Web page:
Let’s talk about the people and their culture. I experienced the people in South Korea as cultivated, fashionable and friendly. Many people always think the asians are strange and don’t want to have anything to do with the foreigners. But I didn’t experience them that way. On the contrary, the people are open-minded, have a fascinating culture and decency. High respect to older people is very important. Noone talks in the metro and as a woman you don’t have to be afraid of annoying claims. Education and multual appreciation are the two most important things in South Korea. Oh, and before I forget to mention it. The Koreans love to drink, especially beer. There are many retaurants that just offer chicken and beer. The name of the famous Korean beers are Crown and OB. But there are also beer cellars in which the well-known European brands are offered. Besides beer, they love Jungjong (a kind of rice wine) and Soju (resembles vodka and is made from potatoes or grain). Mostly they go for a drink right after work with their employees. At the same time the family is often missed out. People work here a lot and very hard. The employees see each other as close friends and they enjoy spending time together after work.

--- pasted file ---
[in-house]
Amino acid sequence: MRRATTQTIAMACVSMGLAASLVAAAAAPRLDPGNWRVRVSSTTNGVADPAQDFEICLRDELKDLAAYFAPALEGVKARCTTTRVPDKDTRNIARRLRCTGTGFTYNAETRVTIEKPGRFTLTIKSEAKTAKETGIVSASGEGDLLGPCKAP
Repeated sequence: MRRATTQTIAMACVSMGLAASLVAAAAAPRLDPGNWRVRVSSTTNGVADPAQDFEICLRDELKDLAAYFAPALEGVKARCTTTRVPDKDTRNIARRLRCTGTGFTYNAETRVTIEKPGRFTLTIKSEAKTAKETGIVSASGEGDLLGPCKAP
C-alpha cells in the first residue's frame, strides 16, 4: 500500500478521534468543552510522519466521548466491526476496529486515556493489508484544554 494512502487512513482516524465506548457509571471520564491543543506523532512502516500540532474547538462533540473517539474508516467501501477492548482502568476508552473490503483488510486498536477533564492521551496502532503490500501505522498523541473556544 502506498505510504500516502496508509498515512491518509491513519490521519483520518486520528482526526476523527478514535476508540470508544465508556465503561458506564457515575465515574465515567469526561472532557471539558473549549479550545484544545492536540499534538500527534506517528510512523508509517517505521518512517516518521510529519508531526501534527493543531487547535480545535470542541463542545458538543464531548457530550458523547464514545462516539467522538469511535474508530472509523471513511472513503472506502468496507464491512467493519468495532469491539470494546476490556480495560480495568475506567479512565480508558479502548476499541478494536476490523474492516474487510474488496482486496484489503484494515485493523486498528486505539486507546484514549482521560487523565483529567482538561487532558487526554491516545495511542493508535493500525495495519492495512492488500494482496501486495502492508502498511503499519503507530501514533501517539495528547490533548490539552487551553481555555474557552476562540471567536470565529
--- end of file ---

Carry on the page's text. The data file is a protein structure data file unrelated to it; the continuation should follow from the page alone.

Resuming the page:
Koreans do not speak English? Such a nonsense! Anyone traveling to this country as a foreigner doesn’t have to worry. The people don’t speak English as well as the Europeans but honestly you can easily find someone who speaks a decent English. At the metro stations you can always find someone who can give you information in English. So, don’t worry! It’s easy to find your way around the city.
Old town, Bunkchon Hanok Village
A visit to this neighborhood is a must for Seoul travelers. Bukchon Hanok Village is a Korean traditional village in Seoul with a long history. This village has lots of alleys, hanoks (traditional Korean houses) and shows a 600 year old urban environment. Beautiful streets, numerous shops and food stalls chracterize this village. Every house looks a bit different but the Asian style can be seen in every single one. The shops here sell perfums, homemade dresses or candles. All shops in this village are warmly decorated with cute details. I liked the atmosphere that prevails there. Of course there were many tourists, but they did not bother me. Seoul is not New York. If you understand what I mean. Everyone visits New York once in their life, Seoul is definitely not on everyone’s „must see list“. Luckily not. Anyway, there are almost only Asian tourists. Europeans are rarely seen. As a European you stand out of the crowd, especially if you have blond hair and blue eyes like me.